Appendix 5. Vyavasāya (Sustained effort) vyavasāyātmikā buddhirekeha kurunandana || (2.41) Here vyavasāya refers to sustained effort or continuous industry focused on a single goal. That is penance (tapas). A person needs to be of a single-pointed mind to satisfy any immense objective. If, on the other hand, his mind were to vacillate from one side to another every moment, none of his efforts would go very far. 80 or 90 percent of us need to...
Appendix 2. What do we do with our sense organs? The havoc created by the sense organs repeatedly comes up for discussion. There is no life without sense organs; but no peace of mind with them. How do we deal with them? indriyāṇi pramāthīni haranti prasabhaṃ manaḥ । (BG 2.60)  The sense organs disturb the mind, scatter it and take it away. Therefore the sense organs have to be restrained. What does this mean? Should the organs be prevented...
The principle of the Self decides everything The teaching of the Gītā begins from the second chapter in which Bhagavān classifies the entire Universe into the body and the embodied, and explains that while the body is subject to modification and destruction, the embodied Self consciousness is immutable, eternal, of one form and without any divisions.  The Self is eternal, omnipresent, immutable, without beginning and end. What is the reason...
The Characteristics of a Knower The teaching must have affected Arjuna a wee bit. He asks, “You mentioned about the state of being in samādhi and talked about a sthitaprajña (one of steady wisdom). What are his characteristics? How does he speak?” Bhagavān enumerates the marks of a knower which forms the education of a seeker. The nineteen ślokas from the 54th to 72nd were apparently Mahatma Gandhi’s favourites. These ślokas are useful for...
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There are several tiers of instruction in the Bhagavad-gītā from the level of "patraṃ puṣpaṃ phalaṃ toyam" (offering a leaf, flower, fruit or water) to the level of nistraiguṇya (being beyond the three qualities). Not all of us can follow these teachings at all times. It is like a library wherein we select what we need. Though there are hundreds of lessons, it is up to us to choose what fits us. One’s itch cannot be relieved by another person....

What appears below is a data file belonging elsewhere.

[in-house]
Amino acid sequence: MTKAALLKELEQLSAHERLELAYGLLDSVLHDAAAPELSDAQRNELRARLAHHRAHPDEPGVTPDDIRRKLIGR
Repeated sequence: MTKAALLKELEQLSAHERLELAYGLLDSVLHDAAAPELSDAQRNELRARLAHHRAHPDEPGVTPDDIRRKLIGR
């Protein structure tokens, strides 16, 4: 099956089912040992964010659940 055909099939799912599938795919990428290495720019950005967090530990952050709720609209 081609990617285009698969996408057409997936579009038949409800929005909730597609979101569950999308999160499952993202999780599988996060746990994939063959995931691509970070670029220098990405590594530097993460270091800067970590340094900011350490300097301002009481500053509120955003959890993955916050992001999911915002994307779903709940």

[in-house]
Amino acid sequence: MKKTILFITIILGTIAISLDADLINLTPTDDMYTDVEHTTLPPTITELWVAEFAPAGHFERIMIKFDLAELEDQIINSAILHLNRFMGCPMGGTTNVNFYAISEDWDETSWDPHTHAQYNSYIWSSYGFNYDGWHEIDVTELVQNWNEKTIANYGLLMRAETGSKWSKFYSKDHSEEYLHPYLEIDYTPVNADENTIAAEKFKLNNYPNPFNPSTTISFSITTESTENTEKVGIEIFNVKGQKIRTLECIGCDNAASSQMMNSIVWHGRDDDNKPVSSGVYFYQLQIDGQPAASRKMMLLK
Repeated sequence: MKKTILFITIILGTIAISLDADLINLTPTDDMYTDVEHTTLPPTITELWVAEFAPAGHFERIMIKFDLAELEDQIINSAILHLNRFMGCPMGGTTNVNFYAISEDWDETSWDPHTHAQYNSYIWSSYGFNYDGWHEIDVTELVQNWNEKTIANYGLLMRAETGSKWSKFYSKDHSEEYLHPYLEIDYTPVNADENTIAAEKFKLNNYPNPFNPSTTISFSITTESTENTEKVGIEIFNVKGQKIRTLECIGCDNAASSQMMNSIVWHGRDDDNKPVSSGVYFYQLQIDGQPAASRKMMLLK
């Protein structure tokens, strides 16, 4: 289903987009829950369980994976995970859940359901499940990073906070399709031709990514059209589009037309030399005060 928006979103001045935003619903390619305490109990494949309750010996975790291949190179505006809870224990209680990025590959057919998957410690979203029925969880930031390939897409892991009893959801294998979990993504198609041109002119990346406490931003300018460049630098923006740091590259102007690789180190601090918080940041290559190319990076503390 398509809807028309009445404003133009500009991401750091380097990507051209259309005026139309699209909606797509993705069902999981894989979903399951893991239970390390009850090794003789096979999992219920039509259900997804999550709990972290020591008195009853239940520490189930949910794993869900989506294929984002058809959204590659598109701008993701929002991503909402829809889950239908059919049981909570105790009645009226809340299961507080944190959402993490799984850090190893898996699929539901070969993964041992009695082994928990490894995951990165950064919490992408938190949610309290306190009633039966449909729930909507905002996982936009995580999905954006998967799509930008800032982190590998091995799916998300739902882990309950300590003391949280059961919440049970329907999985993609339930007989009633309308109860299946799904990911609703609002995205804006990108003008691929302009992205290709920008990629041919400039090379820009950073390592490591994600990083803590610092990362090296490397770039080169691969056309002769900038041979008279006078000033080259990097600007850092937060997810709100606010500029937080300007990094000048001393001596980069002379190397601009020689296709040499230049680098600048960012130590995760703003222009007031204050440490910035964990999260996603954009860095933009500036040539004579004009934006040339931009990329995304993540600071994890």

Every jīva’s characteristics and circumstances differ from one another. Therefore every one’s dharma is different. Thus everyone has his or her own svadharma. For a kṣatriya, fighting a war for dharma becomes dharma. Therefore, it was Arjuna’s duty. Not Vyāsa’s. Accepting five husbands became dharma for Draupadī; not for any other woman. It became dharma for Ambikā and Ambālikā to seek offspring from their own brother-in-law; not for other women...
Dharma is a word not used just by the vaidikas but also employed reverently by the Buddhists and Jains. The vaidikas have employed this term in different śāstras and as part of different terminologies. Śrī Śaṅkara gives the following meaning: jagataḥ sthiti-kāraṇam। prāṇināṃ sākṣād-abhyudaya-niḥśreyasa hetuḥ yaḥ sa dharmaḥ... Śāṅkara-gītā-bhāṣya upodghāta The system and set of acts that bestows (i) Welfare upon beings in the world now and (...
The Self Cannot be Destroyed Arjuna, there are two substances in this world – the body and the embodied. The body is a thing that is known directly to everyone. It comprises not only physical organs but also inner organs such as the mind and intellect and also the remnants of karma and vāsanas (latent impressions) that have been accumulated over several lives. These are the characteristics of a jīva. All subtle ingredients other than the Self...
It may be apt to recall the maxim of the English philosopher John Stuart Mill. It is not enough if one person forms an opinion or follows a certain set of actions because of faith in the words of others’ words. One should yearn to understand the exact reasons why a certain thing is good through one’s own analysis. Then the thing becomes truly beneficial. A belief that arises from blind faith may not be as fruitful. The same words are stated by...
The Beginning of the Instruction The second chapter of the Gītā has four main aspects. The remainder of the first chapter’s topic, i.e. Arjuna’s words of abandoning battle. Propounding the eternal nature of the Self (ātmā) The necessity of performing one’s own dharma The nature of the knower of reality Let us look at this one by one. Arjuna’s Wish to Give Up The story of Arjuna’s depression continues in the first nine verses. When Arjuna...